My Message to the Youth of America

It is always a little mad to trifle, in words, with the emotion of Love.

It is madder yet, without the excuse of the novelist, for me to tear away the protective covering of privacy and expose to you my own large share of the thrills that, since the beginning of time, have made the world go round.

But is it not brave?

I have lived and loved; and, living, loving, have learned!

Most sincerely I believe I have had revealed to me the glory and beauty of Naturalness; have, in living life according to Nature's dictum, found that Fountain of Youth for which so many a Ponce de Leon has sought in vain.

Would it not smack of fear not to pass that on?

Because Life has taught me to have no fear of convention, and has taught me also the value of frankness and moral courage, I can give you this story of my life. I want to tell you all its blissful, palpitating moments.

I want to confess—and why not?—to events and consequences which conventional fools have tried to condemn or hide.

Always, my passionate search has been for Truth! Knowledge! I believe I have gained both—and with them Happiness! More, I believe my life itself to be an answer to problems which have disturbed the ages, and am impelled, in spite of the disapproval with which I may be met in some quarters, to give to others what benefit there may be in this revelation.

Have you ever asked yourself, as I have:

“What is carnal sin?”

“Does it, after all the controversy, really exist?”

“Has one individual, or a group of individuals, the right to set itself up in judgement of physical acts alone, knowing nothing of motivating impulses—it say to that one, or this—”This is right; that wrong?“

“What is virtue?”

My Life echoes this last answer: Virtue is a state of mind; no more, no less; and I feel that by offering this free and frank story I can best prove this; prove, too, that impulses, which alone count, are the true secret of life and love and eternal youth.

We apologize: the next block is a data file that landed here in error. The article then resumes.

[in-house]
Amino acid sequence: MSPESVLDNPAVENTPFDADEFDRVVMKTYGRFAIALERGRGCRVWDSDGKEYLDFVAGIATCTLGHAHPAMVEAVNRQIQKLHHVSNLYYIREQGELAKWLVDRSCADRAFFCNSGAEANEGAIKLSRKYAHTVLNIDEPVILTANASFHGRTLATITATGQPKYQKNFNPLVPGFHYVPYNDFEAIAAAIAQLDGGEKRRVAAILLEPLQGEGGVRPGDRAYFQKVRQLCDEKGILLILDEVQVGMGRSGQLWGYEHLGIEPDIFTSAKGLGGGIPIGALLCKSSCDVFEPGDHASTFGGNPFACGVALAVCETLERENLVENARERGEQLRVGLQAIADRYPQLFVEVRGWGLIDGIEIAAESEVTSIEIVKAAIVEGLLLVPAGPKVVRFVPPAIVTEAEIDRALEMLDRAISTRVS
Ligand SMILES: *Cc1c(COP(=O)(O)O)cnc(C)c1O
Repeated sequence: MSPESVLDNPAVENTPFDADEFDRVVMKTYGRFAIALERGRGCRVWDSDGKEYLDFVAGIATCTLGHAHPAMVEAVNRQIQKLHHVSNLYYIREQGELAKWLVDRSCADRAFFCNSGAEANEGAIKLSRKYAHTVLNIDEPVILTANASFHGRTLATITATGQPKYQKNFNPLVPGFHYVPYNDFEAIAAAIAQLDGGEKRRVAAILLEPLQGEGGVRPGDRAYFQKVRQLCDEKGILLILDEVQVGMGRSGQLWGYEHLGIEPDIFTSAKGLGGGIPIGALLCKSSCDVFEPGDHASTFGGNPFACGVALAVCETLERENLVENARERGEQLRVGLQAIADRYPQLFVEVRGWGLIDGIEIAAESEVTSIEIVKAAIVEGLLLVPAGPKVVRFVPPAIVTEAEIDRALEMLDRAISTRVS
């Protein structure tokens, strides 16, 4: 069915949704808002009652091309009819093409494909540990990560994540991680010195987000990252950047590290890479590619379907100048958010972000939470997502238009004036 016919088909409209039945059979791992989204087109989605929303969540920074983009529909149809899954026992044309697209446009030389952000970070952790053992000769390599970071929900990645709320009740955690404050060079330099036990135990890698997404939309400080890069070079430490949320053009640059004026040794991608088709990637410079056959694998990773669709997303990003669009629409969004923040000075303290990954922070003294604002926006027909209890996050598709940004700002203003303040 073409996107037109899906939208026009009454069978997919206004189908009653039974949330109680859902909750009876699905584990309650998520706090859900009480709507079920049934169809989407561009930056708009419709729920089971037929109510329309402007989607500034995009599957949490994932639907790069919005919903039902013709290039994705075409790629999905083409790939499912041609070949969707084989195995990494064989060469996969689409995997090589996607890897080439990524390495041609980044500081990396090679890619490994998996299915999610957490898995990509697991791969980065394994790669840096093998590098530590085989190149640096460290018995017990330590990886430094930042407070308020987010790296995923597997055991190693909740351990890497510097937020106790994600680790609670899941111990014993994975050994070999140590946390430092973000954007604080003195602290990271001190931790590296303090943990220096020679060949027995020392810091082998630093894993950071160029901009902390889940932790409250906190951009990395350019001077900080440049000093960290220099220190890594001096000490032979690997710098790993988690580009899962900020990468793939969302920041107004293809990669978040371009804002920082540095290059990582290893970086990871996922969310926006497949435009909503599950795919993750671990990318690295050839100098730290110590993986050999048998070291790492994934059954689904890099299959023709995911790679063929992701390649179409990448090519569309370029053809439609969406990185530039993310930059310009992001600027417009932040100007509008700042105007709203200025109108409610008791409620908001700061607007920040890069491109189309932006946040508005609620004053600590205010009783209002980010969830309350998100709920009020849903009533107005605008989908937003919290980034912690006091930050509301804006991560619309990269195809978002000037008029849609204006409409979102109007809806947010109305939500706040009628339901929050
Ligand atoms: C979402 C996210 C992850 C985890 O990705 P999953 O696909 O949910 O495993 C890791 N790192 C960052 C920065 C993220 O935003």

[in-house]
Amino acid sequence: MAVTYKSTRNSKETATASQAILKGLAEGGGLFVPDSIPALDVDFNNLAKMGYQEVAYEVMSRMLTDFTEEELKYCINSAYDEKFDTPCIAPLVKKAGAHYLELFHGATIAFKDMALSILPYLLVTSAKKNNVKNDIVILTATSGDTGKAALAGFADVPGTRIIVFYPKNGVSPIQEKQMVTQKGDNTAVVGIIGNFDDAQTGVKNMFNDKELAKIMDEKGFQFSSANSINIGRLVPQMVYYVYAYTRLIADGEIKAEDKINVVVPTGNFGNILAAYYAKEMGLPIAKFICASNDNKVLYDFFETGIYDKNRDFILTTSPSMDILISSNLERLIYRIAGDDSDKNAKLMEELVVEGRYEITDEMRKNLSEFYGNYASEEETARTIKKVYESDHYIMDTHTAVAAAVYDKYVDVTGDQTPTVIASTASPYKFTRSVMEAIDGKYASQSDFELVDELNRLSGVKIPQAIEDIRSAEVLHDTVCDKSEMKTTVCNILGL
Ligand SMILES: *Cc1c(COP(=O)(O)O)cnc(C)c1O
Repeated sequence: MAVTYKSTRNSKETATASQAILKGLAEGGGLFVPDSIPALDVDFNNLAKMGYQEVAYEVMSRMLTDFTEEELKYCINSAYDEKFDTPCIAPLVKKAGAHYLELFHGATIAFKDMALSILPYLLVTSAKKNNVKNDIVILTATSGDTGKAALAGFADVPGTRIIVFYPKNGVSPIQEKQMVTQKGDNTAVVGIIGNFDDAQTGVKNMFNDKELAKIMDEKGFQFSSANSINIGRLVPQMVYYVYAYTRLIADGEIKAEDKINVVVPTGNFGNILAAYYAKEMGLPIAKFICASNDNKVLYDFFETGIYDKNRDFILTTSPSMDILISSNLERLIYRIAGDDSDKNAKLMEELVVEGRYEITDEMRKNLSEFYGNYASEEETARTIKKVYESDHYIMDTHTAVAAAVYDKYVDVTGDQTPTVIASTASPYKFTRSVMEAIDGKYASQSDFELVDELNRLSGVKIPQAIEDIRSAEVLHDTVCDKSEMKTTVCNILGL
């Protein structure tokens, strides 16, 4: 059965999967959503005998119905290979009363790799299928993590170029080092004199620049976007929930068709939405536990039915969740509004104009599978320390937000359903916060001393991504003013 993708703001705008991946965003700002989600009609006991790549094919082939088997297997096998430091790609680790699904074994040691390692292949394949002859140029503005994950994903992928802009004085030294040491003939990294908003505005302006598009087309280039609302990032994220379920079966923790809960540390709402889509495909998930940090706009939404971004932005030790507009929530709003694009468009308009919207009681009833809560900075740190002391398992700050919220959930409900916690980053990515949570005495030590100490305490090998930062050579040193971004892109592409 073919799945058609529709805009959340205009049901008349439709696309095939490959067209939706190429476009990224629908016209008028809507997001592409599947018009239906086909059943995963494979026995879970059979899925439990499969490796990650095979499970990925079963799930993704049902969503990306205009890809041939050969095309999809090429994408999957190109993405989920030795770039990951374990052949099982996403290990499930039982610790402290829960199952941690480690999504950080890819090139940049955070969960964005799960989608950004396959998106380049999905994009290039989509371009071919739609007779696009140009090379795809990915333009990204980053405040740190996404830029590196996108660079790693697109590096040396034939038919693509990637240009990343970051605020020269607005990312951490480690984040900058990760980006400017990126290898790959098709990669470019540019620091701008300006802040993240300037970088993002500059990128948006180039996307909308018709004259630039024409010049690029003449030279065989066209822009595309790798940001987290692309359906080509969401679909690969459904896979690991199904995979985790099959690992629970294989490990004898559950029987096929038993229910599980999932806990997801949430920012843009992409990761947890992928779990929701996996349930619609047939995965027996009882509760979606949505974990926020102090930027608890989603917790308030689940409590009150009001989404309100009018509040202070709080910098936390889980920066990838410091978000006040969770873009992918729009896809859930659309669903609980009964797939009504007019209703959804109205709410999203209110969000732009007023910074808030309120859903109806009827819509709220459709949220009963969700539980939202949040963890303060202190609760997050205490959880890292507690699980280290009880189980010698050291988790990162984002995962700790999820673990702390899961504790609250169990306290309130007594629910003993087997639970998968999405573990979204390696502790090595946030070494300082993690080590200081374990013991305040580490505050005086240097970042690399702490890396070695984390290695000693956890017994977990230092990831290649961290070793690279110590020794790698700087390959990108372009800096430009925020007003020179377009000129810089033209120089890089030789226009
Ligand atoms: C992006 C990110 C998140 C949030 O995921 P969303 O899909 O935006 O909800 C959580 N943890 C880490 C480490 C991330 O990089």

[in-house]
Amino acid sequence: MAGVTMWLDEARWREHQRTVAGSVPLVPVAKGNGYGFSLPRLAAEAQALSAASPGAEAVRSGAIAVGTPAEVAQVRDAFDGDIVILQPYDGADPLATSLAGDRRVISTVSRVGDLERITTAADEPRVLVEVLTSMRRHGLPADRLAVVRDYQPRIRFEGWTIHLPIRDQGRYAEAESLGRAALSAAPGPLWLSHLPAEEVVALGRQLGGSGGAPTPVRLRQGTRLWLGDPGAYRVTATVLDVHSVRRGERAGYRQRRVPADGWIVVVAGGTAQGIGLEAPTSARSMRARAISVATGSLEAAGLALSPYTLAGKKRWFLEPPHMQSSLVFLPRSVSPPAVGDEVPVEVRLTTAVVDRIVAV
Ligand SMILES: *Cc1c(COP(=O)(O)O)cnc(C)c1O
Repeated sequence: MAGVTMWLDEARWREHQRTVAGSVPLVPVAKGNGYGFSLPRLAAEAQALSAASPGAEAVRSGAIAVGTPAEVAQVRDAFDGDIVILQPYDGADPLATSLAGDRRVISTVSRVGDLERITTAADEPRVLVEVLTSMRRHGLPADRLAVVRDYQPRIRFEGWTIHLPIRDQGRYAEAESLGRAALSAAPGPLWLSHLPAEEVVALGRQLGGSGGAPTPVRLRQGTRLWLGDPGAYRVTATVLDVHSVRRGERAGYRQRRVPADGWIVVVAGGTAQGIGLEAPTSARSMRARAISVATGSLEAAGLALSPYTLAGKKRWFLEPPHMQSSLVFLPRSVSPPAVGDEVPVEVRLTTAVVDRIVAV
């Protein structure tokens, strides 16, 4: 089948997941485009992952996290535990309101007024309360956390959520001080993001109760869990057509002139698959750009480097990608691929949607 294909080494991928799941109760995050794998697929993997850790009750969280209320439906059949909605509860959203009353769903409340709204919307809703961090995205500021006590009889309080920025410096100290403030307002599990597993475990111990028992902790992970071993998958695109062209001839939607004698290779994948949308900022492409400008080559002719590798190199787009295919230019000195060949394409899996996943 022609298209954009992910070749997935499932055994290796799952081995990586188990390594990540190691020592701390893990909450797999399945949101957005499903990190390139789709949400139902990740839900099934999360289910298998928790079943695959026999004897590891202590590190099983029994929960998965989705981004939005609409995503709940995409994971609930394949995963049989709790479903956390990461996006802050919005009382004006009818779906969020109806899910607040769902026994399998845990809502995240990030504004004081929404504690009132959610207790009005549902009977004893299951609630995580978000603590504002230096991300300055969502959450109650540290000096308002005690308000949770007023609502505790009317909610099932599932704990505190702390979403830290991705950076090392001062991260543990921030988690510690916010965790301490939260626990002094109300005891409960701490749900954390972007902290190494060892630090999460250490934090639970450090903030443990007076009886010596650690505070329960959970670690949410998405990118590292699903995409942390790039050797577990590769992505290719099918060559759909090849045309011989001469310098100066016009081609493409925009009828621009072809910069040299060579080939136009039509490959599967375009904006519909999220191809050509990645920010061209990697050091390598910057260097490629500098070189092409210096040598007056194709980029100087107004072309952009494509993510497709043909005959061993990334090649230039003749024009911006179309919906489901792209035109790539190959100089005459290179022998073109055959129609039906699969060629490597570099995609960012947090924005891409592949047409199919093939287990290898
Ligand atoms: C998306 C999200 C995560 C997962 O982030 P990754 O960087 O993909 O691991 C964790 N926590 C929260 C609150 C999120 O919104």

The pulse of Nature can make of Life a dance of youth to the very brink of a joyous eternity.

For you I will recall my life which certainly has been hectic, but which has been brimful and interesting. I will withhold nothing, baring my loves, my disdain of kill-joy convention, and the startlingly happy, unexpected results.

A tingle of delight passes through my body now at the first memories—a luxurious ache for a recurrence of many of the exotic thrills I have known, and to which, in some cases, only tragedy put an end, while in others satiety served its purpose.

And ever you must keep in mind, as I do, that this revelation is with the fixed intent of reaching the youth of today, as well as all the unseeing, unknowing multitudes for whom I have ever felt pity for their blindness, what joy may be found in true, untrammeled love.

It may be theirs for the reaching out of a hand; a forgetting of some conventions that are so useless and repressive. The adjuration comes from one who knows; from a woman past the half century mark, but who, because of Knowledge, is as young and eager in body, mind and soul as she was the day her awakening adolescent eyes first looked on a potential mate and found him good.

June 1, 1928